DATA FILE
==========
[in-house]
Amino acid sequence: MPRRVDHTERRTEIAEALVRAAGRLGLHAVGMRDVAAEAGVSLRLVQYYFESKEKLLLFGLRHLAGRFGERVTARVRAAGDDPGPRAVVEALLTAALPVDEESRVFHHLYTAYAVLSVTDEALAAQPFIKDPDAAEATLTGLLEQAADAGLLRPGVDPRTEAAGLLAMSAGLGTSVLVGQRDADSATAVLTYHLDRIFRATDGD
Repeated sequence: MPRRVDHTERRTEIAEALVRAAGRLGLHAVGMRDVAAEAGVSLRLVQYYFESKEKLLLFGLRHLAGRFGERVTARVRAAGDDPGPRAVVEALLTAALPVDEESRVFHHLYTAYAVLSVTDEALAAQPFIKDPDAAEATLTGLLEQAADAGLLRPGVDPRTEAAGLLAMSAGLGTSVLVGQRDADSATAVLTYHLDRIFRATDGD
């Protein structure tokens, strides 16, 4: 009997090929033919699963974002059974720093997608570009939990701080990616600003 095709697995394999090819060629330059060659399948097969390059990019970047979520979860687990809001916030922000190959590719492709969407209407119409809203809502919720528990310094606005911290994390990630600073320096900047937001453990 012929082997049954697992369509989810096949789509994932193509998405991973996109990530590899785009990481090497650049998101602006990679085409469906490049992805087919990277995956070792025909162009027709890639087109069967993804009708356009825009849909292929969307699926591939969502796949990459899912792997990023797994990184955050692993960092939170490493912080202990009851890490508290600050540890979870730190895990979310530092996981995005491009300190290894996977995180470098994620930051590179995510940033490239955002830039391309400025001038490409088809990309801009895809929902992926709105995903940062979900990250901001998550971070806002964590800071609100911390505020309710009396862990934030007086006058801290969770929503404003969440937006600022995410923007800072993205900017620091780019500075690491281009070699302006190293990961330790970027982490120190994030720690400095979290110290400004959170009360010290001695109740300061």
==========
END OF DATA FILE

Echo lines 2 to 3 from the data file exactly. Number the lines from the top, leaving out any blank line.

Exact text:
Amino acid sequence: MPRRVDHTERRTEIAEALVRAAGRLGLHAVGMRDVAAEAGVSLRLVQYYFESKEKLLLFGLRHLAGRFGERVTARVRAAGDDPGPRAVVEALLTAALPVDEESRVFHHLYTAYAVLSVTDEALAAQPFIKDPDAAEATLTGLLEQAADAGLLRPGVDPRTEAAGLLAMSAGLGTSVLVGQRDADSATAVLTYHLDRIFRATDGD
Repeated sequence: MPRRVDHTERRTEIAEALVRAAGRLGLHAVGMRDVAAEAGVSLRLVQYYFESKEKLLLFGLRHLAGRFGERVTARVRAAGDDPGPRAVVEALLTAALPVDEESRVFHHLYTAYAVLSVTDEALAAQPFIKDPDAAEATLTGLLEQAADAGLLRPGVDPRTEAAGLLAMSAGLGTSVLVGQRDADSATAVLTYHLDRIFRATDGD